Damian Thompson rightly notes that human living now offers many opportunities for addictive practices that previous generations didn't face. I'm not convinced that he is right, though, in saying that human beings have 'evolved' in such a way that they cannot cope with the things the modern world presents us with. I think it would be more accurate to say that our human nature isn't equipped for it. This is perhaps a quibble with the book but a serious point in itself.

Overall, it was a book that I benefitted from reading and I'm happy to say that it was an enjoyable read too.
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1 of 1 people found the following review helpful
3.0 out of 5 stars Useful but not essential, 25 Sep 2012
By 
The Emperor (UK) - See all my reviews
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This review is from: The Fix (Hardcover)
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This was well written but I am going to have to damn it with faint praise and say that it would have made a great newspaper article and that as a book it is quite lightweight.

It is interesting and he makes his arguments clearly and persuasively. He uses his own life as an example and also has lots of interesting anecdotes about other people as well.

However this is all quite well known territory. It is a complex subject with no easy answers but he doesn't really seem to even offer many suggestions about what can be done about it. Maybe I am slightly churlish but I would have liked this Daily Telegraph writer to have criticised mass media a bit more!

There are references but there isn't an index.
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1 of 1 people found the following review helpful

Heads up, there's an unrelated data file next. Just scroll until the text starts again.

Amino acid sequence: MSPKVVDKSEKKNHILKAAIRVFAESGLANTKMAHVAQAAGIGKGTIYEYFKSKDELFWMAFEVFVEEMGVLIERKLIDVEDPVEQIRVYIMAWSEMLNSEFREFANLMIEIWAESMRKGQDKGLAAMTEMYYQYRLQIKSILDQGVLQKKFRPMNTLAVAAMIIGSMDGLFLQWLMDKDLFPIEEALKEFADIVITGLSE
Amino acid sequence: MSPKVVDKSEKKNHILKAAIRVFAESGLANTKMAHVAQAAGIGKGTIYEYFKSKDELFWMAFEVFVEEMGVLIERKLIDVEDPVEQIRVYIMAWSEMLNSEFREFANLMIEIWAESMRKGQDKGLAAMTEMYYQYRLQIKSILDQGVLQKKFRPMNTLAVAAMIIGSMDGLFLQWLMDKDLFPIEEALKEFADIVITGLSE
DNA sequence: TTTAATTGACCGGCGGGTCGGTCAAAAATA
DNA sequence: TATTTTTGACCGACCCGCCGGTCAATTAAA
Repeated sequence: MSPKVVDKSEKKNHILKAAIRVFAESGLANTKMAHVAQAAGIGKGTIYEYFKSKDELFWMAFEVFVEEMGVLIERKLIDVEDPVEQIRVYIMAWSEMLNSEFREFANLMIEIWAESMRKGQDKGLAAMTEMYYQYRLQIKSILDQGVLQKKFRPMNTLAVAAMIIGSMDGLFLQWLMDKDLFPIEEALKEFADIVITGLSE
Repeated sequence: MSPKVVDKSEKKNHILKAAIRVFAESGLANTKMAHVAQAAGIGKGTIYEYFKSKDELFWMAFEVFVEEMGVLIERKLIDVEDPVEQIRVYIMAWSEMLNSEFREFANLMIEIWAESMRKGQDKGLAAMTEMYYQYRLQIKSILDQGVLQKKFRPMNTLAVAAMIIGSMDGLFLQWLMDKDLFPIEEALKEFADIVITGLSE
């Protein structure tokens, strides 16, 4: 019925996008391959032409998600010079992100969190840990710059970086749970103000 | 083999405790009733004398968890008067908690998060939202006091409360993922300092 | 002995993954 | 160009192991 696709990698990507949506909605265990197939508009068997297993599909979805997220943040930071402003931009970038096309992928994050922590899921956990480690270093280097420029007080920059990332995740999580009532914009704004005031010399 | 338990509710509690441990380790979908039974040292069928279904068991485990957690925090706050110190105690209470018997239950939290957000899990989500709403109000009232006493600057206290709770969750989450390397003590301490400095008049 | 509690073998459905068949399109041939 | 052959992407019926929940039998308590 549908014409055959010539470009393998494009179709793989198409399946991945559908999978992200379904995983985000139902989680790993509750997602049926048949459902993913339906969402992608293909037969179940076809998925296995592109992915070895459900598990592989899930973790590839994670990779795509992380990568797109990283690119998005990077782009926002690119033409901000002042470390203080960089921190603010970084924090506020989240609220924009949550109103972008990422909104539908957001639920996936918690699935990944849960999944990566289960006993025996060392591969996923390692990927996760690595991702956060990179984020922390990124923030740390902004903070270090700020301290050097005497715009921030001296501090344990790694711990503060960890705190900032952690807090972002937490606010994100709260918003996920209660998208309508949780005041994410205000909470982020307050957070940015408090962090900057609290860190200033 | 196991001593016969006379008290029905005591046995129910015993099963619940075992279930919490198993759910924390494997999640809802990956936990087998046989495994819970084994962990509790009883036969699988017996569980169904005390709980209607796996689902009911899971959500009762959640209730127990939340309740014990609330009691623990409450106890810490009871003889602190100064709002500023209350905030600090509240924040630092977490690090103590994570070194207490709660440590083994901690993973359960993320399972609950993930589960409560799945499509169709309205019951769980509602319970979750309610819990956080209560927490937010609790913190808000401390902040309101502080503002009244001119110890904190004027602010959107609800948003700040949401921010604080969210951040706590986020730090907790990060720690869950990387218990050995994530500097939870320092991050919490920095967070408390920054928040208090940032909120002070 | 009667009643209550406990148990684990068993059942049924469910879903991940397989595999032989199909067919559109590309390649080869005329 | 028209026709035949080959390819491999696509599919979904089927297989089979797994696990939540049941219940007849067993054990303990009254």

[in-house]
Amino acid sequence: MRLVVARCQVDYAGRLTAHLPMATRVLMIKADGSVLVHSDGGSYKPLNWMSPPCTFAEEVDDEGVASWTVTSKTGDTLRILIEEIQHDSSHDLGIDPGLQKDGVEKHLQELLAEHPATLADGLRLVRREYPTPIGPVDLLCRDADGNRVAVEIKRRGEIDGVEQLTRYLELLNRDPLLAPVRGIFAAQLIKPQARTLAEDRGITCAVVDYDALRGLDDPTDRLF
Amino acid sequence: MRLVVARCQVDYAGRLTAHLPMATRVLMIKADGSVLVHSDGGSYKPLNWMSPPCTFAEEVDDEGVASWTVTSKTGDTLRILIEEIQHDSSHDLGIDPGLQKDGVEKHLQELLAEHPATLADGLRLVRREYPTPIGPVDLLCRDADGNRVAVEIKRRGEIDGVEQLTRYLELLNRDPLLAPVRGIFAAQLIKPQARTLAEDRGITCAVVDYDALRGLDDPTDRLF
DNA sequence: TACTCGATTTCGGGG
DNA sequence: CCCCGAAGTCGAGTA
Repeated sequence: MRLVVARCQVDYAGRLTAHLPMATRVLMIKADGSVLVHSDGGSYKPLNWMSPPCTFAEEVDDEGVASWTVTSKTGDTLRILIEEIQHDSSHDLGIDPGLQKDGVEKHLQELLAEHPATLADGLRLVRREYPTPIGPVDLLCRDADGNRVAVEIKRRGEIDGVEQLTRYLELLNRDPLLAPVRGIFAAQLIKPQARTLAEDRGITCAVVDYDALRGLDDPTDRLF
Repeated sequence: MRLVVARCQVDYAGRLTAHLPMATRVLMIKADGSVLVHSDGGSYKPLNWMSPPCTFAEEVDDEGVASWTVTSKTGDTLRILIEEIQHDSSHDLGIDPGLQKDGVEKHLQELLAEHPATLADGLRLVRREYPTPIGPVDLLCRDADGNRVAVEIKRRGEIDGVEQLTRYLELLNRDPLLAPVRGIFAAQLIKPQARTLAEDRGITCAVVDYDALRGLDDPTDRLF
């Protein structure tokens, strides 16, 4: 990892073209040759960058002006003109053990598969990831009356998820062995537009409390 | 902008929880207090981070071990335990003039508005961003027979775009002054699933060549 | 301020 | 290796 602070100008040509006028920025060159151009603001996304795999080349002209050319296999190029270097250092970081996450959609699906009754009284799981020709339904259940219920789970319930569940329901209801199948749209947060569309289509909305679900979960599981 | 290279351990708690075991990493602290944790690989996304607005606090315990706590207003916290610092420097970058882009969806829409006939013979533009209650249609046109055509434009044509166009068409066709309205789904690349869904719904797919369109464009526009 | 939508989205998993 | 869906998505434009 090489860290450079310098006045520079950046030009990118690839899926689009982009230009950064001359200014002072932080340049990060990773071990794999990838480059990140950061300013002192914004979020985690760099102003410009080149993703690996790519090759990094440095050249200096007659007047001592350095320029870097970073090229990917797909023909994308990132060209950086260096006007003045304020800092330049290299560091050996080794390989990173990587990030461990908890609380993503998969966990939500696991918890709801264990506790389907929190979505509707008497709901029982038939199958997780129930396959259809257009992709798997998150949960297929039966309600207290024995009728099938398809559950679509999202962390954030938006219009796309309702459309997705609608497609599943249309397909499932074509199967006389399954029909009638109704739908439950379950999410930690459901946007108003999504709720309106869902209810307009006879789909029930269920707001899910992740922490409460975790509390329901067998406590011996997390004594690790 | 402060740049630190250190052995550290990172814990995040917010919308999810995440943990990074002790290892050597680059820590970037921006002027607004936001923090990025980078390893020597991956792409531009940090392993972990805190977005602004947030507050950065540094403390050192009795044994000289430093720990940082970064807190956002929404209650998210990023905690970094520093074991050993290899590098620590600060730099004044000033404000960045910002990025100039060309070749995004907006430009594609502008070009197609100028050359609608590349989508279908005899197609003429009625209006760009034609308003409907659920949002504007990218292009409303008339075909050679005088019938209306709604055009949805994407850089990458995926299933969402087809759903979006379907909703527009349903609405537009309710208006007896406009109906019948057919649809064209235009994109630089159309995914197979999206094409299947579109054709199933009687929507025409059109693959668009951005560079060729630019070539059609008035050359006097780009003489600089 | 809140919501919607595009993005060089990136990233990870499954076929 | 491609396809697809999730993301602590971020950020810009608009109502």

4.0 out of 5 stars Intriguing, 7 Sep 2012
By 
J. Morris "Josh" (London) - See all my reviews
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This review is from: The Fix (Hardcover)
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250 pages of widely-margined text, 1.5 spacing between lines and chapter breaks at regular intervals - not a heavy read by any means. Thompson writes with wit about difficult subjects - finding humour with AA meetings as a topic is not easy. However an awful lot of this was nothing new, whilst it's collected here in a coherent and cohesive narrative; most of the articles and studies the text refers to are well-known by the neuroscience community. It was no shock to me to think of food as an addictive substance, nor shopping nor sex - but he seems to be trying to point out that we are all addicted to something as if it is a revolutionary idea and it is something that has only just come to the forefront. Yes, companies are getting better at tuning adverts & apps to appeal the 'addict' within us, but to assume that our 'stop' impulse (in the parlance of the book) is not getting any stronger in the meanwhile is silly.

However, for a singular book that spans multiple subjects, albeit skimming the surface, he manages to encompass nearly all aspects of addiction and what addiction consists of. Well worth a read and will cause you to check your behaviour, but ultimately, it's all been said before.
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The Fix
The Fix by Damian Thompson (Paperback - 17 Jan 2013)